Or, Why Everyone Else Isn't Necessarily Going to Hell
God is on my side. I know, you see, because I prayed about it. I knew you’d disagree with me, too. The Bible says that anyone who tries to live righteously in Christ Jesus will suffer persecution. So naturally if you give me a difficult time of things or disagree, you are a child of the devil. Or not “within God’s will.” Indeed, the Bible told me his will, and what more does a real Christian need? There are good or bad, worthy or unworthy people, and right or wrong beliefs. God loves the first and tolerates or even despises the second. I hear from people that there two sides: evil Afghanistan or guiltless America; evil Palestinians or divinely chosen Israel. I heard at church that Christians killed at the WTC hadn’t “heard from God” that morning. It’s enough to make me think twice about skipping morning prayers.
Jesus characterized God as an equal opportunity lover: “He causes his rain to fall upon the righteous and unrighteous alike.” If this is true, the moral reasoning we credit to God is not his at all. It would seem he doesn’t categorize men and women according to simple ideas of good and bad as I do. Does he in some ways differentiate between those who obey and those who rebel? Yes. Do those differences determine his love for those men and women, or the whole of sinful humanity? No.
Christian theology (see Romans and John’s Gospel) holds that God loves all the people in the world so much that he expressed it in the death of Jesus Christ, in which he assumed the sinfulness of the entire world. Sinners are reconciled through Christ, and men and women can be called righteous (morally perfect) by virtue of his righteousness. This is what I’ve heard. But if grace is indeed God’s unmerited favor, and he insists upon justifying the unjust, then all disgraced men and women—oppressed and oppressors alike—are recipients of his unconditional love. If Christ crucified bore man’s burden as the godforsaken sinner and God raised him up, then each of the godforsaken has been brought near to God by this event.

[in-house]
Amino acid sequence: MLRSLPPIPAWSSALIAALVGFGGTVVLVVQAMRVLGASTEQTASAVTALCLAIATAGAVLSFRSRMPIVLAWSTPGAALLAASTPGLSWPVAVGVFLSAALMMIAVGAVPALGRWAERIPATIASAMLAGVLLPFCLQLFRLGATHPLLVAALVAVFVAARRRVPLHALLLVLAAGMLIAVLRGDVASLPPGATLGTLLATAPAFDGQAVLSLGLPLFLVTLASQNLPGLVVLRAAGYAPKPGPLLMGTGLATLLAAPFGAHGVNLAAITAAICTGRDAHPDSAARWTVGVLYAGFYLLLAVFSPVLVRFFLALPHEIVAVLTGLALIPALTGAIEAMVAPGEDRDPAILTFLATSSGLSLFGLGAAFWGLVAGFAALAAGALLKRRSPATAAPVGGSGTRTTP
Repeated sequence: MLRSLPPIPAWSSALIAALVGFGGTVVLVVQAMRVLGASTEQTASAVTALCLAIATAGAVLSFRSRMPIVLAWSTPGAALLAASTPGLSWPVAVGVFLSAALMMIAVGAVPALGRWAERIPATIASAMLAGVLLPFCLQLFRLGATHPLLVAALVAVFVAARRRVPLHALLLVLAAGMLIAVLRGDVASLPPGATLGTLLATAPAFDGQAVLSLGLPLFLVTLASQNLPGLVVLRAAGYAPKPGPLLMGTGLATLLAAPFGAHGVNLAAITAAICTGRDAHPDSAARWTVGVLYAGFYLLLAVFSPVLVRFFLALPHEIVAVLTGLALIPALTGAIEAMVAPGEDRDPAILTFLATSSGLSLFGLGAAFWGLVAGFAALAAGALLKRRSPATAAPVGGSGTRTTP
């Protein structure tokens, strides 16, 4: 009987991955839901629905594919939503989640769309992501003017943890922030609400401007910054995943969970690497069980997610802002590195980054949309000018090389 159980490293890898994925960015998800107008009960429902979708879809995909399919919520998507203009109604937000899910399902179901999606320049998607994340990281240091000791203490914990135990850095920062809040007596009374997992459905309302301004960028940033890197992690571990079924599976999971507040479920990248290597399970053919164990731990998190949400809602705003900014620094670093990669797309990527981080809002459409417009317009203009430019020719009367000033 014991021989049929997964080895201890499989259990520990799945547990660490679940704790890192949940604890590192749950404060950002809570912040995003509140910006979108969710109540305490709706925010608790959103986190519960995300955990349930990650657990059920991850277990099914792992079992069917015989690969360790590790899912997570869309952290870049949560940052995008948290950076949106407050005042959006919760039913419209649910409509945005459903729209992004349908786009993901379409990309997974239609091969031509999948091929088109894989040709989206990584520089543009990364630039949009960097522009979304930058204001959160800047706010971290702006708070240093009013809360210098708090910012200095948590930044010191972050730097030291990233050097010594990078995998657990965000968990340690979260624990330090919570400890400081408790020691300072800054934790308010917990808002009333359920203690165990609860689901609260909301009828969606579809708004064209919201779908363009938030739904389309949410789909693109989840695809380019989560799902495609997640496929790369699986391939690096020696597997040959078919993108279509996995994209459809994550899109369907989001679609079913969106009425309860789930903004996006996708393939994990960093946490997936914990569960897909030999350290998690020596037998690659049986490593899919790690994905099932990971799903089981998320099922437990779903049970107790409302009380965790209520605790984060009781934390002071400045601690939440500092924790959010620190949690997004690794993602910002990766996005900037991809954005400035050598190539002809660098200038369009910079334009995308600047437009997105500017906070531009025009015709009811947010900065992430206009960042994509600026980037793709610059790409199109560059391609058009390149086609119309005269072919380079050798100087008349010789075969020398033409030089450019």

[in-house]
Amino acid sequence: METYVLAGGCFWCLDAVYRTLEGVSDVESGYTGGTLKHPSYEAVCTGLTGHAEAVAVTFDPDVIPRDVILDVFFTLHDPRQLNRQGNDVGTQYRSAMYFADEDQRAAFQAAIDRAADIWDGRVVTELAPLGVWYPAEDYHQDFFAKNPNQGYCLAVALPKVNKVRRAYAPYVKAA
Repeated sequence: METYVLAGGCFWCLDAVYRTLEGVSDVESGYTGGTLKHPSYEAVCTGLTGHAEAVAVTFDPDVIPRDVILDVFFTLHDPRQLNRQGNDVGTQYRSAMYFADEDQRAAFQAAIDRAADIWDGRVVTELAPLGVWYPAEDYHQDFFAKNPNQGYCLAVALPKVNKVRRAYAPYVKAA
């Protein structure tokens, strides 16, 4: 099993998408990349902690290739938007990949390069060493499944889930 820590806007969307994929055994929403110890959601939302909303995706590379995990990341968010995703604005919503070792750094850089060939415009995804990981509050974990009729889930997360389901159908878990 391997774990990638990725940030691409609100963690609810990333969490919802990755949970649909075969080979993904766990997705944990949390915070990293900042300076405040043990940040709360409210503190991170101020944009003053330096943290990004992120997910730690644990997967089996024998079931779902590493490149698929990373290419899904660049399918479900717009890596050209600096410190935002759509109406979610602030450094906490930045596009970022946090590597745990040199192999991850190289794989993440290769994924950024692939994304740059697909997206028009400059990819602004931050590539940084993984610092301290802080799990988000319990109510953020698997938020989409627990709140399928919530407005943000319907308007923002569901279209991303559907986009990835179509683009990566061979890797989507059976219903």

If this is true, perhaps I’ve misunderstood some things and continue to do so. Perhaps the Risen Lord welcomes to himself the abused as well as their abusers: war hawks, pacifists, conservatives, liberals, fundamentalists, addicts, welfare moms, murderers, the wise, homosexuals, martyrs, thieves and everyone I (and society) seek to cleanly categorize as good or bad, worthy or unworthy of love and compassion. Perhaps the Master welcomes those we never would.
That admission does not come easily; people like to justify themselves by comparing their moral strengths and weaknesses to those of others. But if the Gospel is really good news, God does not honor such attitudes. He disagrees with them. Vehemently. Judge and you condemn yourself, says Paul. Judge and you will be judged by God, says Jesus. It would seem that my moral sensibilities often oppose God’s call to indiscriminate love. His judgments and mine are diametrically opposed.
Perhaps, then, the God who is for me is not necessarily on my side. If God loves indiscriminately, he certainly does not discriminate against men and women with respect to my shortsighted categories. Nor does he respect those of anyone else. Perhaps that’s why the Christ of God was so careful to say that a disciple’s deepest love should be reserved for his or her enemies. Perhaps instead of adopting our morality, God himself has a greater morality to which he calls us instead.